The largest wave ever surfed measured at 80 feet and was ridden by Rodrigo Koxa back in 2017.
To put that into perspective, it’s roughly the size of four 2-story houses stacked on top of one another.
It was an epic accomplishment for Koxa, and the fact that humans can ride 80-foot waves is an achievement for mankind on the whole.
But it pales in comparison to the biggest wave ever recorded, one that would destroy the best big wave surfers.
What is the Biggest Wave Ever Recorded?
The biggest wave recorded by humans measured at a staggering 1,720 feet.
The giant wave occurred in Lituya Bay, near Alaska, and was the result of a megatsunami.
It began with an earthquake on the Fairweather Fault, located in the heart of Lituya Bay.
The quake triggered a megatsunami that was somewhere between 100 and 300 feet, but the breaking waves that followed were much bigger and eventually peaked at 1,720 feet.
For perspective, the Empire State Building is only 1,250 feet.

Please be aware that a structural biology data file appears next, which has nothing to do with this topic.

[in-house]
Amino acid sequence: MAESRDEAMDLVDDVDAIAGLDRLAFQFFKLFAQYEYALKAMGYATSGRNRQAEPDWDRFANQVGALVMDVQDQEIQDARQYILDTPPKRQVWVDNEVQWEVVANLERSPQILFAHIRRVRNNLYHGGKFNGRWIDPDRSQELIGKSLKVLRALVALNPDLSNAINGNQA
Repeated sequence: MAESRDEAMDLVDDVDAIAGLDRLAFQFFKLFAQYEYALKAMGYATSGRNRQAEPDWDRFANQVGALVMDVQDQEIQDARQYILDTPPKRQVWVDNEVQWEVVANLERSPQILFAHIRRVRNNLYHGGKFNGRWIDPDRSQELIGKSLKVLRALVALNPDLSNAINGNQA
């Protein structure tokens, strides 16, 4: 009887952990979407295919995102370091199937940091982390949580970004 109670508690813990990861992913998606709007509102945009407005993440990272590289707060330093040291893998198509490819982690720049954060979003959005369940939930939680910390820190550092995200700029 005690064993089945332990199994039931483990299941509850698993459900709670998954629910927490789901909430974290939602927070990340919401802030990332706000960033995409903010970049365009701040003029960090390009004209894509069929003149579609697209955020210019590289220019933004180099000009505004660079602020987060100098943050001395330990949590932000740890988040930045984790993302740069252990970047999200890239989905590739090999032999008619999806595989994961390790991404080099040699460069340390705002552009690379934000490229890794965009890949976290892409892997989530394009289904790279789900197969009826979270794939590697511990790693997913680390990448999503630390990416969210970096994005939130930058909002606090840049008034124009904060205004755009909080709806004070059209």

There were three fishing boats in Lituya Bay at the time of the wave.
Fishermen in two of these boats actually surfed the wave while two individuals in the third boat lost their lives.
We say “surfed”, but “carried” is probably a better description.
How Was the Giant Wave Measured?
Only a few fishermen witnessed the big wall of water, and they weren’t really in a position to reach for their measuring tape and get to work.
So, how do we know this was actually the tallest tsunami and the biggest wave?
These records come from the landscape, or rather, the damage left behind by the Lituya Bay tsunami.
We know, for instance, that trees were ripped from their roots at elevations of up to 1,720 feet.
In fact, the damage was so severe that millions of trees were uprooted and swept away.
By the same token, we know it wasn’t much bigger because of the lack of damage at higher elevations.